Four motifs take up residence in my writing space–two sets of chimes, whose music dances through my heart and always manages to put me in mind of Acts, somehow; the vaporizer, which serves both to warm this chilly room and to provide the same comfort found in a cup of peppermint tea; the silence itself, which blots out all vestiges of television, computer games, and other facets of family life; and the quiet ticking of a brand-new clock. A ticking clock has always been lovely, but this one is especially so. No ordinary timepiece plays “Amazing Grace” at the top of each hour. The instrument, which surely does not exist outside of this clock, combines the clarity of so many church bells with an ornate piano. If placed in a large environment–a long living room, for example–the hymn is quiet and soothing; if taken to a small bedroom or a crowded space, the hymn echoes and bounces off the furniture, resounding as a loud and celebratory anthem. The clock has its fragilities–a stand too small to support it properly, springs that don’t hold the batteries with the firmness expected of flawless manufacturing–but then again, so do I. The clock’s delicacy does not prevent its primary purpose in life, which is more to play that one magnificent hymn than even to keep time. Neither should my oft-fragile state prohibit me from singing–“Amazing Grace”, “Arise, My Soul, Arise”, “Nearer, My God, to Thee”, or “Sunshine in My Soul”. For, you see, my primary purpose is also in hymnody–or, more directly, in all forms of worship. The clock and I share another similarity–both of us can only be used for our intended purposes when exposed to light. The clock actually has a light sensor to prohibit the singing of songs to a sleepy heart–or a heavy body, or both! (See Proverbs 25:20 for the extent of the literary, but fully reverent, flair.) I, too, unless exposed to the Light of the World (see John 8:12), will not, cannot, sing or write or do anything else to serve my King. Yes, I must walk in the light, as He is in the light, and continually abide in Him. So much to read into a clock–but so very appropriate!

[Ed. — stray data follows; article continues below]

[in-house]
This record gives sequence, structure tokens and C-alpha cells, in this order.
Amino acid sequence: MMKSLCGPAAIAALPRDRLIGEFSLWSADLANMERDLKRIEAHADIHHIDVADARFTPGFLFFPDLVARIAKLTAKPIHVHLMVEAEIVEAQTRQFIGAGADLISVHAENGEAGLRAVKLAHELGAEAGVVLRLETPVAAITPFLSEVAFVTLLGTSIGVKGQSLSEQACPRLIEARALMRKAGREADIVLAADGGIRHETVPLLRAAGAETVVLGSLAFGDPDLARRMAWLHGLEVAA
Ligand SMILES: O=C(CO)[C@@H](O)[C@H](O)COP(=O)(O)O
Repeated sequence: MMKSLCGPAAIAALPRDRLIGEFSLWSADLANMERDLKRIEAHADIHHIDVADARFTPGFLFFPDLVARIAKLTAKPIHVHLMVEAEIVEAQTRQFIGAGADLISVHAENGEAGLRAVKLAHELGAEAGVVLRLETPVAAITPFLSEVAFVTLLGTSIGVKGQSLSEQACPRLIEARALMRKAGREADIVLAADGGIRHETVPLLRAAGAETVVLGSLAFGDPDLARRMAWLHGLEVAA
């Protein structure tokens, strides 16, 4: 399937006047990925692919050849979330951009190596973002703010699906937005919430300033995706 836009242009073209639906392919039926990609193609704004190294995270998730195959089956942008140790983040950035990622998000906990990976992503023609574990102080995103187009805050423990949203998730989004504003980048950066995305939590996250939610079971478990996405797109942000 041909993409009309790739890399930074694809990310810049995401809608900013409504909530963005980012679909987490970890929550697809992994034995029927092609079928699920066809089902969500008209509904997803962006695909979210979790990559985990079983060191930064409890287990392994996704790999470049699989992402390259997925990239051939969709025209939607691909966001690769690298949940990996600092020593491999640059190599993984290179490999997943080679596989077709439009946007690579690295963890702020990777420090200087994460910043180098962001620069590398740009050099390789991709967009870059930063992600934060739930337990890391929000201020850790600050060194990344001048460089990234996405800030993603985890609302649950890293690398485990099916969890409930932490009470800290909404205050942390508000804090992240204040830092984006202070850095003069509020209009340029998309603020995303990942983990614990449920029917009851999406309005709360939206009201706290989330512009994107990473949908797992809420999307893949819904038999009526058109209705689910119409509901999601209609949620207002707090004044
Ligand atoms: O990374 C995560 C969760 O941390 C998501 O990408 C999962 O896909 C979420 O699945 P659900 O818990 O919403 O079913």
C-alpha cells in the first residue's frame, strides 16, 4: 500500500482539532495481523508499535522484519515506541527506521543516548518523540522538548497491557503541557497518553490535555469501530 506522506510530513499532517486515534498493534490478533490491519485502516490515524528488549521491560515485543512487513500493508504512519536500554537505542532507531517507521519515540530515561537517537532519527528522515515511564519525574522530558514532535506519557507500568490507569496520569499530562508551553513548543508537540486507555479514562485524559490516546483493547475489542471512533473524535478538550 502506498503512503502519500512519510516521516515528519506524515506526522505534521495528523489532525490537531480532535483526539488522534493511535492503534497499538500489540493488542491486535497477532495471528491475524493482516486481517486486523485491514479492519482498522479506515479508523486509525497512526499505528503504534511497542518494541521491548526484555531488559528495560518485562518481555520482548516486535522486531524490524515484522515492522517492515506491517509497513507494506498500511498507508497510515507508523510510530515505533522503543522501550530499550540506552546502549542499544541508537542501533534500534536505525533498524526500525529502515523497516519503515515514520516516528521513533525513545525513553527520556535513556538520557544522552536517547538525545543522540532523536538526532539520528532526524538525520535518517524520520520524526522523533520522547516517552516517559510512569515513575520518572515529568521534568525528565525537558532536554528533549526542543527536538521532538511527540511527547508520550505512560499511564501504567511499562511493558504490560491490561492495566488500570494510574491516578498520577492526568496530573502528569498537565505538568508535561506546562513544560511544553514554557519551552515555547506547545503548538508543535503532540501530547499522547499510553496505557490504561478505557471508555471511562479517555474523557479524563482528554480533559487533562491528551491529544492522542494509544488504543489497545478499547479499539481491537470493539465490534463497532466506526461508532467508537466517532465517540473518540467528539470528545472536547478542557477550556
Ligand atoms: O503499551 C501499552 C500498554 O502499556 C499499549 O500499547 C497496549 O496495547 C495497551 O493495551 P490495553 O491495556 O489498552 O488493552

From January, 2012-June, 2012, I kept a sort of scattered Braille journal. While sitting in waiting rooms or getting ready to doze off for the evening, I often took out a slate and stylus (portable devices for producing Braille) and jotted down the day’s spiritual joys on index cards. At the end of the month, I would return to the cards and review the fruit that the Lord was gradually producing on this, His tree. For a variety of complex reasons, I ceased this practice following my sojourn at guide-dog school. Now, though, I am strong enough spiritually to begin again. But where to put the cards? What to do with the stacks of cards, wrapped with rubber bands and ordered chronologically? The solution lies in a metal box with an intricate little latch on the front. There’s something special about that box–it bespeaks glory rather than business, majesty far more than cooking or filing or any other concern. Really, it’s not that elaborate, but it still seems suited to only one purpose. At the moment, it waits on the bureau, filled with promise and potentiality–ready to be filled with all His promises, all His blessings and all those reminders of His provision, restoration, and healing. Naomi knew this, too. Just as Intuition perfume was an unspoken discussion of the Holy Spirit, Naomi’s unvoiced words to me upon presenting me with this box were, “Praise the Lord for restoring you–rest in His promises.” My silent reply: “Yes and amen.”